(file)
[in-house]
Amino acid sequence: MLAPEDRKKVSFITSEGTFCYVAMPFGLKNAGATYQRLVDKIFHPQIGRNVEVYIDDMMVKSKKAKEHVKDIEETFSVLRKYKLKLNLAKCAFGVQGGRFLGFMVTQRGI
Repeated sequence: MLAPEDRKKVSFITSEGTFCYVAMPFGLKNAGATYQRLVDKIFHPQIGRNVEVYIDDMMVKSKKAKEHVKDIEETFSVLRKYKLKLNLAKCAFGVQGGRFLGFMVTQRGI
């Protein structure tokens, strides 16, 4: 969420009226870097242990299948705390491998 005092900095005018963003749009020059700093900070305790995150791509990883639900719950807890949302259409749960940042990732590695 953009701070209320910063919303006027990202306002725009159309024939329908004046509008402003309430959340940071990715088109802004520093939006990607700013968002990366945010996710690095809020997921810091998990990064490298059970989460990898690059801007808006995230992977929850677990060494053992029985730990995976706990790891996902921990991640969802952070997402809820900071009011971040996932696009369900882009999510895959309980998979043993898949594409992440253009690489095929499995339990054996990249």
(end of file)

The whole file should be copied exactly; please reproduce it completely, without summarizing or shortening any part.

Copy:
[in-house]
Amino acid sequence: MLAPEDRKKVSFITSEGTFCYVAMPFGLKNAGATYQRLVDKIFHPQIGRNVEVYIDDMMVKSKKAKEHVKDIEETFSVLRKYKLKLNLAKCAFGVQGGRFLGFMVTQRGI
Repeated sequence: MLAPEDRKKVSFITSEGTFCYVAMPFGLKNAGATYQRLVDKIFHPQIGRNVEVYIDDMMVKSKKAKEHVKDIEETFSVLRKYKLKLNLAKCAFGVQGGRFLGFMVTQRGI
């Protein structure tokens, strides 16, 4: 969420009226870097242990299948705390491998 005092900095005018963003749009020059700093900070305790995150791509990883639900719950807890949302259409749960940042990732590695 953009701070209320910063919303006027990202306002725009159309024939329908004046509008402003309430959340940071990715088109802004520093939006990607700013968002990366945010996710690095809020997921810091998990990064490298059970989460990898690059801007808006995230992977929850677990060494053992029985730990995976706990790891996902921990991640969802952070997402809820900071009011971040996932696009369900882009999510895959309980998979043993898949594409992440253009690489095929499995339990054996990249």